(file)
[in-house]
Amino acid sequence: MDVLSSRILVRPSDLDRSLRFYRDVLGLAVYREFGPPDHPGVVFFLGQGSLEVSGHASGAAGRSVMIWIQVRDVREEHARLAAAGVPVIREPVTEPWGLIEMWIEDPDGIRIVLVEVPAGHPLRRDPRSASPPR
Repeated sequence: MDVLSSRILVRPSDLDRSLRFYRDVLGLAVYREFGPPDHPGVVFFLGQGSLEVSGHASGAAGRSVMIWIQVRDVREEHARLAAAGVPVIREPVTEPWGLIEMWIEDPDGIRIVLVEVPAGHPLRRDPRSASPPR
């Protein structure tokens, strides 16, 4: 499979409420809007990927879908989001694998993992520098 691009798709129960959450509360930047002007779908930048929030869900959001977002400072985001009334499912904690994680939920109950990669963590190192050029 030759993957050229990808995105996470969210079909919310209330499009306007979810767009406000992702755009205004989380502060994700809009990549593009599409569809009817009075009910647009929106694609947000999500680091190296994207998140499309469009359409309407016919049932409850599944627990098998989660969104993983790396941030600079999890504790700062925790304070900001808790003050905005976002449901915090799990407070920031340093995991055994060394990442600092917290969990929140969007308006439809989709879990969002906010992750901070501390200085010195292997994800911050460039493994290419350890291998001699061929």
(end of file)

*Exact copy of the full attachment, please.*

[in-house]
Amino acid sequence: MDVLSSRILVRPSDLDRSLRFYRDVLGLAVYREFGPPDHPGVVFFLGQGSLEVSGHASGAAGRSVMIWIQVRDVREEHARLAAAGVPVIREPVTEPWGLIEMWIEDPDGIRIVLVEVPAGHPLRRDPRSASPPR
Repeated sequence: MDVLSSRILVRPSDLDRSLRFYRDVLGLAVYREFGPPDHPGVVFFLGQGSLEVSGHASGAAGRSVMIWIQVRDVREEHARLAAAGVPVIREPVTEPWGLIEMWIEDPDGIRIVLVEVPAGHPLRRDPRSASPPR
């Protein structure tokens, strides 16, 4: 499979409420809007990927879908989001694998993992520098 691009798709129960959450509360930047002007779908930048929030869900959001977002400072985001009334499912904690994680939920109950990669963590190192050029 030759993957050229990808995105996470969210079909919310209330499009306007979810767009406000992702755009205004989380502060994700809009990549593009599409569809009817009075009910647009929106694609947000999500680091190296994207998140499309469009359409309407016919049932409850599944627990098998989660969104993983790396941030600079999890504790700062925790304070900001808790003050905005976002449901915090799990407070920031340093995991055994060394990442600092917290969990929140969007308006439809989709879990969002906010992750901070501390200085010195292997994800911050460039493994290419350890291998001699061929």